Nurses fight for their rights

Sarah Anderson works as a nurse. She submitted this to the New Zealand Herald a fortnight ago, before nurses voted down the DHBs’ latest inadequate offer. The ISO is happy to publish this guest post, and stands in full solidarity with the nurses and their demands.

Negotiations between the New Zealand Nurses Organisation and District Health Boards over the Multi Employer Collective Agreement have stirred many nurses to speak up and reveal the bare, unmasked truth of the nursing profession.

An outcry is being made over low wages, staffing shortages, discrimination and bullying in the workplace. Nurses have remained silent for too long and are now beginning to find their strength.

Stories of burnout and frustration mark a Facebook page created by two unnamed nurses who took time to give nurses a space to share. The public page, titled ‘New Zealand, please hear our voice’ now has over 38,000 followers. Echoes of verbal and sometimes physical abuse seeps pervasively into many posts. Other nurses fantasise of a world where they might even be able to take a meal break. Many relate tales of patients who suffered unnecessarily due to unsafe staffing levels. There are also heart-warming moments found here, that credit those who give their all because they see hope and thankfulness in the eyes of those they care for.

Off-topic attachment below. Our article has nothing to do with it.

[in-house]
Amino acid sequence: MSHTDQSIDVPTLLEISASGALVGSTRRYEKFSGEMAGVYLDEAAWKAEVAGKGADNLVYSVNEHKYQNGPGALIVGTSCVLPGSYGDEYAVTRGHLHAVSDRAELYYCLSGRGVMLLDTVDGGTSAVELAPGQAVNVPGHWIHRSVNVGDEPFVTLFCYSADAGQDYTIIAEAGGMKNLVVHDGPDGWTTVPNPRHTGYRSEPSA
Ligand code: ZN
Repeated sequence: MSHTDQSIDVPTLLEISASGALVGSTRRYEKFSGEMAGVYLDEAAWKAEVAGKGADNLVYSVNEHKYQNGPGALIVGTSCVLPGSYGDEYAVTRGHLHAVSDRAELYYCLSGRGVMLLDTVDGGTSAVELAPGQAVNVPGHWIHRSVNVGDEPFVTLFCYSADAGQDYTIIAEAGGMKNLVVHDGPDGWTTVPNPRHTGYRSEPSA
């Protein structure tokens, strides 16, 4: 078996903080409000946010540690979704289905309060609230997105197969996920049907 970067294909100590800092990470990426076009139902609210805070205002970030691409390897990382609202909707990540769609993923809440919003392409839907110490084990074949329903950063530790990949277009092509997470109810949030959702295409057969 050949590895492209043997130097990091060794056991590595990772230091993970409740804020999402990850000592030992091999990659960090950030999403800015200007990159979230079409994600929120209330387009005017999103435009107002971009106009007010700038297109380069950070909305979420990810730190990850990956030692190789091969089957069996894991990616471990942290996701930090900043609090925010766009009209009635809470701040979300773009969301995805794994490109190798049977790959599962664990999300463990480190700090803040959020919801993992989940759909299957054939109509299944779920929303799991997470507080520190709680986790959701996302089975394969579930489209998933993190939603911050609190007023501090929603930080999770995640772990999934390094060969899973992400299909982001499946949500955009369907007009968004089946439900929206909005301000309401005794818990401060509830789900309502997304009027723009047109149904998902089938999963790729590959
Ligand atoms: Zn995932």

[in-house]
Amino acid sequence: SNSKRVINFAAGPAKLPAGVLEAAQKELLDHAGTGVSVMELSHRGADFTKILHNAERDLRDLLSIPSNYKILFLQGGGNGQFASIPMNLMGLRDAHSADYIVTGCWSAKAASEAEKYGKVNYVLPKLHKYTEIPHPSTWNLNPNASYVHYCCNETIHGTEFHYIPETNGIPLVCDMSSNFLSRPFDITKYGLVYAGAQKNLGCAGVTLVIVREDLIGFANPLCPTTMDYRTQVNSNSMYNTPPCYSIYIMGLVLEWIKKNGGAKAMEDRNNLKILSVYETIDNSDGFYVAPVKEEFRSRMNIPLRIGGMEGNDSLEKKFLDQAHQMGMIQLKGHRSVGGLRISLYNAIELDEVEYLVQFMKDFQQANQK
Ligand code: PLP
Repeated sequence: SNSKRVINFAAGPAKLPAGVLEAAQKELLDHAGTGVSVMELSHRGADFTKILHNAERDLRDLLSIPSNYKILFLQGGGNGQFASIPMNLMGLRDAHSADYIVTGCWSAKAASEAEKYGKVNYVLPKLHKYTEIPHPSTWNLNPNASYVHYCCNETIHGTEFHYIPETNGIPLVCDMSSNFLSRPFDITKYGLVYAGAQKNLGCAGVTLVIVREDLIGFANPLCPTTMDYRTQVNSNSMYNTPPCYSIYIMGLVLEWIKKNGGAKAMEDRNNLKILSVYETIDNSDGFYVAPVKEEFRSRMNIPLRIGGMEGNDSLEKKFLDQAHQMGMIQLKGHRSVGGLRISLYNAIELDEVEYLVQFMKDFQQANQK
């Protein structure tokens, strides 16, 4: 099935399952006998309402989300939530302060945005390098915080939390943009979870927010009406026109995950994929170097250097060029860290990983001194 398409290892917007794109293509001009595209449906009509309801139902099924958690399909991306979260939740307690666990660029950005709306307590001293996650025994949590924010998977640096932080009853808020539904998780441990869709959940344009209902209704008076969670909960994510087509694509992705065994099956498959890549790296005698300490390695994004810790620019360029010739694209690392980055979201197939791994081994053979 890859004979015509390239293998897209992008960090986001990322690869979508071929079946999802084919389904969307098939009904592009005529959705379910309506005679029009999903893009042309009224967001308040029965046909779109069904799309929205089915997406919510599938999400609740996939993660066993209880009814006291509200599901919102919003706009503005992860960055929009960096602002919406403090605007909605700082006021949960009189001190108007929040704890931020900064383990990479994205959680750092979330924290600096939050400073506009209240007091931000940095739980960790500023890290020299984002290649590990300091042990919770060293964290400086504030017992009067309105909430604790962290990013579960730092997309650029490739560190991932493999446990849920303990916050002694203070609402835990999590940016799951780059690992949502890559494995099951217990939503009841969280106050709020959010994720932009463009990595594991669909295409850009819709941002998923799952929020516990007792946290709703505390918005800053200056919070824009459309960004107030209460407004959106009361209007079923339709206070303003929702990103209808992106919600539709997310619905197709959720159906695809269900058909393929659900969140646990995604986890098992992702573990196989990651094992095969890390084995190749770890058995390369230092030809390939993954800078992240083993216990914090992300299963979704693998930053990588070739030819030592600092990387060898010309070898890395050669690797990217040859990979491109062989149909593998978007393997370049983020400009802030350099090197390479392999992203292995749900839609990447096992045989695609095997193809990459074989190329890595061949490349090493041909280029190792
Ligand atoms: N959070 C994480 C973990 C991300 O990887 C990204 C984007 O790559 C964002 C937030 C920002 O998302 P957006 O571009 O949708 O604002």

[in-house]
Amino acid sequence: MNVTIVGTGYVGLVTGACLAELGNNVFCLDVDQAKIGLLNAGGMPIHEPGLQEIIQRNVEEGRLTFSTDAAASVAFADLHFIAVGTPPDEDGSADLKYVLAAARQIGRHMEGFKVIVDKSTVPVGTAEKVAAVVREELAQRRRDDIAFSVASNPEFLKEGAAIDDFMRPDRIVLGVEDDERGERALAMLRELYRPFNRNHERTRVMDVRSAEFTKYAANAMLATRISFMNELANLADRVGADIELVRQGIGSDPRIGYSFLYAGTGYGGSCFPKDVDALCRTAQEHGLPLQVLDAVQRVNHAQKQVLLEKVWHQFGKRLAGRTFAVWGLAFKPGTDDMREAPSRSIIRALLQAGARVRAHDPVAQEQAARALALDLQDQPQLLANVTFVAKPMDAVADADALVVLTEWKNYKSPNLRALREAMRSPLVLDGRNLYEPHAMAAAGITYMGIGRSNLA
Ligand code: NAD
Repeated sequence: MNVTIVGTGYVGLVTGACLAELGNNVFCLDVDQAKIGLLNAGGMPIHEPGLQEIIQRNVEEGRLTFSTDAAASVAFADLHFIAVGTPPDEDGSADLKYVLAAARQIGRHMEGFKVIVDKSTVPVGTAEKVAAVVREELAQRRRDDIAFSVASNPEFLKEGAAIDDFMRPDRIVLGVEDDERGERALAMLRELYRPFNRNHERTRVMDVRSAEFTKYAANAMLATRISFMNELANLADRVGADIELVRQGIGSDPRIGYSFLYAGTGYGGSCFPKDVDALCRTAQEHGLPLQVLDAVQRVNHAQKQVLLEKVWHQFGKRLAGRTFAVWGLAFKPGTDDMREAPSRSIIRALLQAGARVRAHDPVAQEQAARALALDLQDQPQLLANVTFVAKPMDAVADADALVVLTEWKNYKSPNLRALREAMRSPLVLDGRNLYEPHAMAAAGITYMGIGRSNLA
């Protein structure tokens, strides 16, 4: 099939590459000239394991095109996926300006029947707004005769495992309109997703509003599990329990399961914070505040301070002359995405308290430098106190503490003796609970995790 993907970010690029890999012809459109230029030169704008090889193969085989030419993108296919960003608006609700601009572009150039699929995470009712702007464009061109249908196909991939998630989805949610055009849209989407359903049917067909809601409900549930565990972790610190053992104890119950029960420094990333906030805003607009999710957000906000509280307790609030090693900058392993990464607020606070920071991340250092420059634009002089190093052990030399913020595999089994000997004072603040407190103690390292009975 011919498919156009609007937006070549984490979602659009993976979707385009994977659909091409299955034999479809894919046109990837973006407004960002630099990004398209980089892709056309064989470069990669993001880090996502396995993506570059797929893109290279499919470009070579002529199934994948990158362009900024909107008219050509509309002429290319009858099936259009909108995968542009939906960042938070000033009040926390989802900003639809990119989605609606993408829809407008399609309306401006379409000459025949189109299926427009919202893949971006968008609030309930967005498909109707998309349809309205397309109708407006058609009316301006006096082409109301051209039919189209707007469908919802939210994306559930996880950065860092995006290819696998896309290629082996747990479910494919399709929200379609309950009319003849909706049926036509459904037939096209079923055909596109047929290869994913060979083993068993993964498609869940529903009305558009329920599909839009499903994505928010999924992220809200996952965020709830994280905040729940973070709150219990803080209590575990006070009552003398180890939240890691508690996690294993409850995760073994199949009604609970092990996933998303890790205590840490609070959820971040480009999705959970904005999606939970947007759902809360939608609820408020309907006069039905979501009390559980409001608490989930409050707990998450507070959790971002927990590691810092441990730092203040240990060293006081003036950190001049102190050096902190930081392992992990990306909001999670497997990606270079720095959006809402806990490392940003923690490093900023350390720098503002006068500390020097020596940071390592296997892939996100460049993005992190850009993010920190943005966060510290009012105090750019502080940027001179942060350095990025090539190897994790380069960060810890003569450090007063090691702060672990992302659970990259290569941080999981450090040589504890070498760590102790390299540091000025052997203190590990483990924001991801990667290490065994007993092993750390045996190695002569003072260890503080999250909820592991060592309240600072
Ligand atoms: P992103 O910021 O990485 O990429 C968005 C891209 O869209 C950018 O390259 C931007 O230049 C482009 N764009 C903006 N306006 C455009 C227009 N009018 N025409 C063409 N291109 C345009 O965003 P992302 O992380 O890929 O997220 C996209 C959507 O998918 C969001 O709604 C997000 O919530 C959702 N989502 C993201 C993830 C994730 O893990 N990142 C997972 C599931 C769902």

It is no new story to nurses, it is no new story to management, and it is no new story to the government. While their frustration remains directed at government funding in the wrong places and pockets, the stories are told to the public. In a battle that has lasted for decades, nurses need support.

One thing remains certain above all else: this is not sustainable. With responsibilities mounting year after year, nurses dropping out from the workforce, constant budget cuts and ever increasing inflation, the future of nursing remains uncertain at best.

The bedside whispers made by nurses are transforming into a mighty roar – and they are hoping to finally be heard.